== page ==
Supreme Court reaffirms ancient right to liberty

Today, in a unanimous decision, the Supreme Court reaffirms the importance of the ancient common law writ of habeas corpus.

Mr Rahmatullah, was captured by UK forces in Iraq and handed over to US forces in 2004, in accordance with a Memorandum of Understanding between the UK and the US governing the transfer of prisoners.  He was detained at Bagram Airbase in Afghanistan, where he continues to be held today.  The Court of Appeal granted a writ of habeas corpus in 2011, which required the Foreign Secretary to write to the US Government requesting information about his continued detention.  Although the Court of Appeal discharged the writ after diplomatic exchanges between the UK and the US, the Supreme Court was asked by the Government to rule that the Court of Appeal had no jurisdiction to act at all.

JUSTICE intervened as a third party in this case, in favour of an interpretation of the law which would allow our domestic courts – on a case-by-case basis – to explore the degree of control which the UK in fact exercises over persons detained overseas, subject to our international legal obligations and the diplomatic commitments made in assurances from other States and memoranda of understanding.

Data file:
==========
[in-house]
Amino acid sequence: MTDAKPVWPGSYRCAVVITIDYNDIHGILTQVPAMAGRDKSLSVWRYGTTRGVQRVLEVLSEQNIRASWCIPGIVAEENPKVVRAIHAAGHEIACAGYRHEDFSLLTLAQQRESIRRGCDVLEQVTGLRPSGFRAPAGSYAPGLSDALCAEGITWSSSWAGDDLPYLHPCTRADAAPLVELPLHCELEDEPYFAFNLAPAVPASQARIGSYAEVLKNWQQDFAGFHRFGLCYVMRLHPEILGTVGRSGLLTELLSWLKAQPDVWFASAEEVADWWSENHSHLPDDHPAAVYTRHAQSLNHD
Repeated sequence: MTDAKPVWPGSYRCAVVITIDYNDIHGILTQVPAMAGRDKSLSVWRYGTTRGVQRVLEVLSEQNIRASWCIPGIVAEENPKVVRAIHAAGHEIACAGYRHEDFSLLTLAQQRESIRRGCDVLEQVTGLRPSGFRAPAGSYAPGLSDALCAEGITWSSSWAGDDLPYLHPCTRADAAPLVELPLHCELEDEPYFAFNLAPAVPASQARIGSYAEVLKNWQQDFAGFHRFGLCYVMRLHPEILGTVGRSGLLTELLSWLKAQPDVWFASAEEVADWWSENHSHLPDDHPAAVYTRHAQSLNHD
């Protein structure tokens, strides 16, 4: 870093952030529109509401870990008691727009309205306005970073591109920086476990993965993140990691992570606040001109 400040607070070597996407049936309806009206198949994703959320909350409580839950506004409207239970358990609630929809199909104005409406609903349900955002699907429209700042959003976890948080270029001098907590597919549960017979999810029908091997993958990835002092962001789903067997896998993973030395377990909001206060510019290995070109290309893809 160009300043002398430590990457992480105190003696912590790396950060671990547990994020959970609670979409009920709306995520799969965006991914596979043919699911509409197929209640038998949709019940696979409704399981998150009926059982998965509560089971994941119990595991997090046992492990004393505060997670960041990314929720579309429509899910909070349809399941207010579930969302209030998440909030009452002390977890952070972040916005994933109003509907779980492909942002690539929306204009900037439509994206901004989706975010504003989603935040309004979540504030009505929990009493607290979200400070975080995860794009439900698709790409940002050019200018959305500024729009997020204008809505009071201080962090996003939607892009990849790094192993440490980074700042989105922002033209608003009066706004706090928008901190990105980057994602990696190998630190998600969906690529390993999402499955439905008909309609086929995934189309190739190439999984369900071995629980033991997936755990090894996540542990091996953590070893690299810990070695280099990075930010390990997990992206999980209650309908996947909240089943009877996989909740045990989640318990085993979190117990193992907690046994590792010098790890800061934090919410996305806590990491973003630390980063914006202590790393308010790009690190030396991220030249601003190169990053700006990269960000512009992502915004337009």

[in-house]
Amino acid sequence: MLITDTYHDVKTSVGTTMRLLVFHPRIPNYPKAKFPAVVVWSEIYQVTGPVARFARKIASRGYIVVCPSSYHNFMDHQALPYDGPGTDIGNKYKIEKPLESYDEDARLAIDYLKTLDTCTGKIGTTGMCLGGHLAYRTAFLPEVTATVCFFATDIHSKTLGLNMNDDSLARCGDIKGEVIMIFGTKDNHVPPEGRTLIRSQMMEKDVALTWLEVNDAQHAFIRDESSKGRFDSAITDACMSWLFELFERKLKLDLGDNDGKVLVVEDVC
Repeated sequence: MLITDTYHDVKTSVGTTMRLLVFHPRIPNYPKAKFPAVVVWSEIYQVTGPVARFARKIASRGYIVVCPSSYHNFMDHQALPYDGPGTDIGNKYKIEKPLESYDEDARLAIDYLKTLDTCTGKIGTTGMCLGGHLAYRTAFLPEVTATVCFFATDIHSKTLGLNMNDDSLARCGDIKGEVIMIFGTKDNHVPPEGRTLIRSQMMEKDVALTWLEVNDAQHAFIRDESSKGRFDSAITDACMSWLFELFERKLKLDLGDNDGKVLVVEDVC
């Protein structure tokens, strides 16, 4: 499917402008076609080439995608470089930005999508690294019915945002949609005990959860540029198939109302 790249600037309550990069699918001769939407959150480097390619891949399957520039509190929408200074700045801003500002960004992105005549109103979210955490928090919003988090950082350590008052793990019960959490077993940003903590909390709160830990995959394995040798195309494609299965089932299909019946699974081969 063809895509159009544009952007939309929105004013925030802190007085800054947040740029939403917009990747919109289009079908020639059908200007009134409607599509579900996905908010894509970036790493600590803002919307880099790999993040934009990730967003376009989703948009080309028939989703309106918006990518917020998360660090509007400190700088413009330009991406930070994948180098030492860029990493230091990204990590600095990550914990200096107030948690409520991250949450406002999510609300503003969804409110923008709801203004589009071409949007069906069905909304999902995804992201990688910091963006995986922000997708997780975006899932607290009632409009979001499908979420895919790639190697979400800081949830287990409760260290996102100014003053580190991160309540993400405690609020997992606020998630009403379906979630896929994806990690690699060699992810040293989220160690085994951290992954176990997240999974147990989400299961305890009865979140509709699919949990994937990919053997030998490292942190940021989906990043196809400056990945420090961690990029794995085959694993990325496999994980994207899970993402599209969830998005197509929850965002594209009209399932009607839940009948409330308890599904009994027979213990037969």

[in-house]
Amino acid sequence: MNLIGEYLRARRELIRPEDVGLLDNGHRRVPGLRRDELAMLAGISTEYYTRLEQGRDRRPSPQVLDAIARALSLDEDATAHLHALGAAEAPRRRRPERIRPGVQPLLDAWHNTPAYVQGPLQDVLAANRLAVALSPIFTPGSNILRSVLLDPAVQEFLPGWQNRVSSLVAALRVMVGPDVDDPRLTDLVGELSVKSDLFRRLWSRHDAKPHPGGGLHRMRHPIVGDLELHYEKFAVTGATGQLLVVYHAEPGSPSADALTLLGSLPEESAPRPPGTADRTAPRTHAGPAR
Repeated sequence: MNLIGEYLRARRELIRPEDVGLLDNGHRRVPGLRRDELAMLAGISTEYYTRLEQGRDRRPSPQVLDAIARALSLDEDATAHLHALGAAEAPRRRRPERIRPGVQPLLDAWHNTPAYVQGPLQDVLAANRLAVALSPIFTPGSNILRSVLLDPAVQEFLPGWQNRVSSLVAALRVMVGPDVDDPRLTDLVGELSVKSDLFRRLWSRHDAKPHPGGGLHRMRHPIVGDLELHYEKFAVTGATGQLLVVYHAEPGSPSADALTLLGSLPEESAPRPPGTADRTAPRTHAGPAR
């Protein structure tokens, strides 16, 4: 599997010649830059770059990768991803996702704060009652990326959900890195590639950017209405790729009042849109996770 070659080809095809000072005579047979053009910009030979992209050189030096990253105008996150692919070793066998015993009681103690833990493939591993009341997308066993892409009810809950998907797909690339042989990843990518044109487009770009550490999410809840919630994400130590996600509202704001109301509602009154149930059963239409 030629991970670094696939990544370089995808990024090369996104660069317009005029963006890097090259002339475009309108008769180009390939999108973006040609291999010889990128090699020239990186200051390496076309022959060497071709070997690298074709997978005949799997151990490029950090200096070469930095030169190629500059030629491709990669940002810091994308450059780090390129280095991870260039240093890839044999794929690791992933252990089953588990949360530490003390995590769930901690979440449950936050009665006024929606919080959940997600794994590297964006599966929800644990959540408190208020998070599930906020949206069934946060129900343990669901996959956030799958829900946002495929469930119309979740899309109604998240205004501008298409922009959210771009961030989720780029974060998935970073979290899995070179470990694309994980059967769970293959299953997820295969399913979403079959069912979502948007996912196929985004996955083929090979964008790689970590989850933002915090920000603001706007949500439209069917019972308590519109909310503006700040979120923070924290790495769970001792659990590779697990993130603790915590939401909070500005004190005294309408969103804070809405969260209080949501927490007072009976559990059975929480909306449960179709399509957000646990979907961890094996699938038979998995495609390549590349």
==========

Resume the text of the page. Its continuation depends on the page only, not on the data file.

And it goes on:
Lord Kerr, giving the lead judgment, roundly rejected the Government’s case.

Angela Patrick, Director of Human Rights Policy at JUSTICE said: 

That the UK Government relies on these diplomatic notes to justify deportation where there is a risk of torture but considered them effectively irrelevant in this case is a near perfect example of legal ‘having your cake and eating it’. 

The Supreme Court’s strong judgment reaffirms the importance of the common law guarantee of the right to liberty for all.

For further comment, please contact Angela Patrick on 020 7762 6415 (direct line) or

Read the full JUSTICE Press Release.